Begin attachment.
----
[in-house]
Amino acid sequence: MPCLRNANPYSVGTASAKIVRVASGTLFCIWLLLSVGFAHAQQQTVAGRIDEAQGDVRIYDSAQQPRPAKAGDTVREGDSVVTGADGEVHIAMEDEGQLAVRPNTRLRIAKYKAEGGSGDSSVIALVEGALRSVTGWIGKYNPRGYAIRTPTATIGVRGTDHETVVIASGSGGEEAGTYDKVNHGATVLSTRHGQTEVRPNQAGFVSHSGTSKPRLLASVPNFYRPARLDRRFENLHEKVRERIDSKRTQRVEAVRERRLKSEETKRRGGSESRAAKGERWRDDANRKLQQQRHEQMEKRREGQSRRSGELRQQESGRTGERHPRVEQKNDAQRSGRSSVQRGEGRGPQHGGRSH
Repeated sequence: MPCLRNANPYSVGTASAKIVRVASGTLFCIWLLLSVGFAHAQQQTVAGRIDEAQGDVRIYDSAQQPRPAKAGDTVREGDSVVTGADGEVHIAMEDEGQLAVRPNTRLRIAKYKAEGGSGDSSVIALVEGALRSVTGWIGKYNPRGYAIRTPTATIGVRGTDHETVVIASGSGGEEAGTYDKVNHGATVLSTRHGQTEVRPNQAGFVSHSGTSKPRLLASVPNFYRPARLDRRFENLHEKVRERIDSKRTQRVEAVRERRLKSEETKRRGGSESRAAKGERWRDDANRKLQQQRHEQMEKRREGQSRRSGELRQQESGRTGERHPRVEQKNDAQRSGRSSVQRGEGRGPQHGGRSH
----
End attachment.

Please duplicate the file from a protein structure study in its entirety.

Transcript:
[in-house]
Amino acid sequence: MPCLRNANPYSVGTASAKIVRVASGTLFCIWLLLSVGFAHAQQQTVAGRIDEAQGDVRIYDSAQQPRPAKAGDTVREGDSVVTGADGEVHIAMEDEGQLAVRPNTRLRIAKYKAEGGSGDSSVIALVEGALRSVTGWIGKYNPRGYAIRTPTATIGVRGTDHETVVIASGSGGEEAGTYDKVNHGATVLSTRHGQTEVRPNQAGFVSHSGTSKPRLLASVPNFYRPARLDRRFENLHEKVRERIDSKRTQRVEAVRERRLKSEETKRRGGSESRAAKGERWRDDANRKLQQQRHEQMEKRREGQSRRSGELRQQESGRTGERHPRVEQKNDAQRSGRSSVQRGEGRGPQHGGRSH
Repeated sequence: MPCLRNANPYSVGTASAKIVRVASGTLFCIWLLLSVGFAHAQQQTVAGRIDEAQGDVRIYDSAQQPRPAKAGDTVREGDSVVTGADGEVHIAMEDEGQLAVRPNTRLRIAKYKAEGGSGDSSVIALVEGALRSVTGWIGKYNPRGYAIRTPTATIGVRGTDHETVVIASGSGGEEAGTYDKVNHGATVLSTRHGQTEVRPNQAGFVSHSGTSKPRLLASVPNFYRPARLDRRFENLHEKVRERIDSKRTQRVEAVRERRLKSEETKRRGGSESRAAKGERWRDDANRKLQQQRHEQMEKRREGQSRRSGELRQQESGRTGERHPRVEQKNDAQRSGRSSVQRGEGRGPQHGGRSH